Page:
Then, just before the service, he would touch it up one last time. During his nineteen months at St Clement’s, Newman wrote approximately one quarter of his Anglican output. At no other period did he compose so many sermons for such an extended period of time. 

Newman also compiled abstracts of his sermons, presumably as a way of analysing them, a practice he abandoned after leaving St Clement’s.

To judge from the comments on them, he was particularly critical of his early sermons. Comments range from ‘scanty’ and ‘very indifferent’ to ‘not quite correctly analysed’, ‘deficient in division, matter, and practical application’, and ‘decidedly the worse I have done’.

Despite the fact that his preaching soon began to attract students and academics from the university, Newman did not consider that his early sermons ‘worth anything in themselves’.

Newman undertook hard reading for his early sermons as he tried to sort out his theological ideas and gain inspiration from others. His notes on Sermon 16, for example, indicate that he consulted ten different authors, mainly of an Evangelical persuasion.

It was not long before Newman began having second thoughts on the Evangelical view of such matters as baptismal regeneration, predestination, justification, and ‘real’ and ‘nominal’ Christians.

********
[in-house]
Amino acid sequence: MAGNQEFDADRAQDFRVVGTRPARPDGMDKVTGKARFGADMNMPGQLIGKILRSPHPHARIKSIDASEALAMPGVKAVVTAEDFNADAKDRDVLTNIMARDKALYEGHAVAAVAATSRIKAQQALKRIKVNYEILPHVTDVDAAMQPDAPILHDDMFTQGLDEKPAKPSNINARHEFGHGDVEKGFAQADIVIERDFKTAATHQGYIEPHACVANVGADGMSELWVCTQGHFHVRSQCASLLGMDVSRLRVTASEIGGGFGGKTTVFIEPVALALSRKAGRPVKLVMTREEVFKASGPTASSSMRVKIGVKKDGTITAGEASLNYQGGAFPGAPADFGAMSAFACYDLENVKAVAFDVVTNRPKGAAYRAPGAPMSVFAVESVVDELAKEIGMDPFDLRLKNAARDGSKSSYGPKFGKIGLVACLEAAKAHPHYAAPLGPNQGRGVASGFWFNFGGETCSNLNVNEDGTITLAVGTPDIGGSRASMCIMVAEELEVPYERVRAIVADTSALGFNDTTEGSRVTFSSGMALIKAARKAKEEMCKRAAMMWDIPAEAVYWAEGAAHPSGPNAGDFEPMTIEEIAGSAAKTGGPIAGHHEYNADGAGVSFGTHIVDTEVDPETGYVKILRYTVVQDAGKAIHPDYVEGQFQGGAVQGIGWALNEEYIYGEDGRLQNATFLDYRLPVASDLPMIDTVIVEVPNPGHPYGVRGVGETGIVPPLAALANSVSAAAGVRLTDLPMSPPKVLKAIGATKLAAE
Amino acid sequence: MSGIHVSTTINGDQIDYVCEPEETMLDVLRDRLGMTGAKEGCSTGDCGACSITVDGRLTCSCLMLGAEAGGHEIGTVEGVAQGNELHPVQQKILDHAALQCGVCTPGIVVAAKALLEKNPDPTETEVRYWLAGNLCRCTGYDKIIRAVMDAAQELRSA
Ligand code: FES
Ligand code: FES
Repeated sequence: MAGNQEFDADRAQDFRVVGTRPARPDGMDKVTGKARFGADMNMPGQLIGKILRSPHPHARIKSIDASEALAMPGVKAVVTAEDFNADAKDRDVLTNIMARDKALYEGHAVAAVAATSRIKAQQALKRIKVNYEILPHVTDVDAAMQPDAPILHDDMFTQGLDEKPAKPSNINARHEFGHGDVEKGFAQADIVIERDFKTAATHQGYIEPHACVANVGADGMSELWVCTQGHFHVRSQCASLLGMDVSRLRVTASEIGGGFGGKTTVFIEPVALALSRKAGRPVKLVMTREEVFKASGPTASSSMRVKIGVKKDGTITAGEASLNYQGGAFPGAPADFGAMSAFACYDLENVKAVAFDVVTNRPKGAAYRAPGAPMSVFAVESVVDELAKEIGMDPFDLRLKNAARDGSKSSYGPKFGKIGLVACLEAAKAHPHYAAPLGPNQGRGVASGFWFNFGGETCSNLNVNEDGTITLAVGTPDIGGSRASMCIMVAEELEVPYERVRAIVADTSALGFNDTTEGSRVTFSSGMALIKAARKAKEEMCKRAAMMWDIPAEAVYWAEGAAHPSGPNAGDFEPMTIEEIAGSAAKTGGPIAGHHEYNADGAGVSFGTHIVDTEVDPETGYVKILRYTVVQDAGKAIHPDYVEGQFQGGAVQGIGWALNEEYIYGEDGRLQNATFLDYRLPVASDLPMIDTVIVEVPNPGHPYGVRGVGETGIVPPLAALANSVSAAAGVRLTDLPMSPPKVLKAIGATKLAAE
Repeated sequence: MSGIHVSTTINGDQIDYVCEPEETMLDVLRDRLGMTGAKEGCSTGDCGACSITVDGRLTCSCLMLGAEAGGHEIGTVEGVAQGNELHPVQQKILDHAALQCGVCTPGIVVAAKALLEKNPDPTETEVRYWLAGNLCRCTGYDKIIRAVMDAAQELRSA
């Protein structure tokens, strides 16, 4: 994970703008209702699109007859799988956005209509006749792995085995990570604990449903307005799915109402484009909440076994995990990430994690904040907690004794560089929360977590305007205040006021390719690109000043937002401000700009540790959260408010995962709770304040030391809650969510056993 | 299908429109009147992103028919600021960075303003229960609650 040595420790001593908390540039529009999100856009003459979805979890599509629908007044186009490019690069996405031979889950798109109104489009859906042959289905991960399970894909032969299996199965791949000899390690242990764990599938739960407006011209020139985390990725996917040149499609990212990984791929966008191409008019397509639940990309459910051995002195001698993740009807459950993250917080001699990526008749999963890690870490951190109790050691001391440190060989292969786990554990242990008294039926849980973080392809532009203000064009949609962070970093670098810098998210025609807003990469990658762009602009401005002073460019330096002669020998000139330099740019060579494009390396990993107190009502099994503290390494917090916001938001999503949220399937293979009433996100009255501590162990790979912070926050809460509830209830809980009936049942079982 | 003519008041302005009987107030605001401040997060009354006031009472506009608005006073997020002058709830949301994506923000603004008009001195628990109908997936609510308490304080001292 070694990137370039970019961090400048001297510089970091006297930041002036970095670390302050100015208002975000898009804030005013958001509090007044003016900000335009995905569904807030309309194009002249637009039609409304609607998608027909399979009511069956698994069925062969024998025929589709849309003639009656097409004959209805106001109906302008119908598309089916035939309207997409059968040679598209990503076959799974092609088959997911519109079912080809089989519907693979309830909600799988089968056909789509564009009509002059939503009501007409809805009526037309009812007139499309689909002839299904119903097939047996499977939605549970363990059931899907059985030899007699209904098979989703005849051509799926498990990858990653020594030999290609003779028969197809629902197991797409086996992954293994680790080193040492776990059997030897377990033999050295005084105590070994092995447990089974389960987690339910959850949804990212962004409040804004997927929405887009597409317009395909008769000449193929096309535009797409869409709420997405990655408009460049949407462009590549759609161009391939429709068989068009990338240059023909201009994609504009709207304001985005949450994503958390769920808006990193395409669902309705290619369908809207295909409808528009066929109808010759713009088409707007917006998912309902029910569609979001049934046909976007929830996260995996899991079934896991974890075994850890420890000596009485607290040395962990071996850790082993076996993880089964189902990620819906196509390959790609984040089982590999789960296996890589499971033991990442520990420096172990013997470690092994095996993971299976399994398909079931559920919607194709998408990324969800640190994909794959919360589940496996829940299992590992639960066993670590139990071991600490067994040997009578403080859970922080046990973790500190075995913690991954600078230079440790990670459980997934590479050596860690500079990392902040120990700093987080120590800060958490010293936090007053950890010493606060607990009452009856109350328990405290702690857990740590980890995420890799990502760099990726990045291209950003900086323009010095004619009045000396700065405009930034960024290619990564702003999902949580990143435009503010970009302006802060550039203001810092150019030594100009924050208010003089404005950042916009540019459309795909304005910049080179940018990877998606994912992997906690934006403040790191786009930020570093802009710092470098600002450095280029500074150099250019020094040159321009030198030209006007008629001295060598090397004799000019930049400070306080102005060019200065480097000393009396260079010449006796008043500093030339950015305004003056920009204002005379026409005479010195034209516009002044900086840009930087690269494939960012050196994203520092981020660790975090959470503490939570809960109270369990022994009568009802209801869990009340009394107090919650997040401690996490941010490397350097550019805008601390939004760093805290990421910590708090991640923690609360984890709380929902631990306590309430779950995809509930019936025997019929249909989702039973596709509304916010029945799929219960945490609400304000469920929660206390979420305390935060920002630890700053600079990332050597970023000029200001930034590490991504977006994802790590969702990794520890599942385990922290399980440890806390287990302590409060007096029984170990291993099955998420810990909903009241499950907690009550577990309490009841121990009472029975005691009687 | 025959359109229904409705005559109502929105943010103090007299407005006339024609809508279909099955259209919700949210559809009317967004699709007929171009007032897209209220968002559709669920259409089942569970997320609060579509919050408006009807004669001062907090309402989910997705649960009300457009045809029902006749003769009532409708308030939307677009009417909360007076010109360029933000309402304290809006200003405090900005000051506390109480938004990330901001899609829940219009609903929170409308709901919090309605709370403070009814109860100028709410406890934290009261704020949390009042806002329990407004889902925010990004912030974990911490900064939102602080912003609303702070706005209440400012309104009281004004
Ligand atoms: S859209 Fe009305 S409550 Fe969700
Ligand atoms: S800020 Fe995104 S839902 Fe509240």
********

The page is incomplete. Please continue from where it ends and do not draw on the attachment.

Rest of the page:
St Clement’s Church

In the months before his ordination to the diaconate in the Established Church on 13 June 1824, Newman had been concerned about whether his voice was strong enough for preaching.

This concern was rekindled shortly after preaching his first sermons, on being told that he had not spoken loudly enough from the pulpit. The following Sunday, after preaching three sermons, he noted in his diary, ‘think I have found out the secret of my great weakness of voice – drank several glasses of wine today […] and my voice was pretty strong’.

A week later he says that he has ‘adopted the measure’ on a regular basis! No personal reminiscences have come down to us from those who heard his early sermons, but those who heard him preach a decade later at St Mary’s describe how he addressed his congregation in a ‘low, soft, but strangely thrilling voice’ which ‘left unforgettable memories with many of his listeners’. He also avoided the then-usual oratorical devices of the pulpit.

The commemorative event was made possible thanks to the work of Fr David Hartley, Parish Priest of Whitnash, and Jane Wright, rector of the Barton benefice, along with help from local parishioners, both Anglican and Catholic, in particular the Schusters for their hospitality in hosting the lecture and tea.

This article draws from two longer ones that can be found on Newman Review, the online publication hosted by the National Institute of Newman Studies in Pittsburgh, USA. 

Dr Paul Shrimpton teaches at Magdalen College School, Oxford. Over the last thirty years he has published articles, chapters and books on Newman and education. His Newman and the Laity will appear in 2025.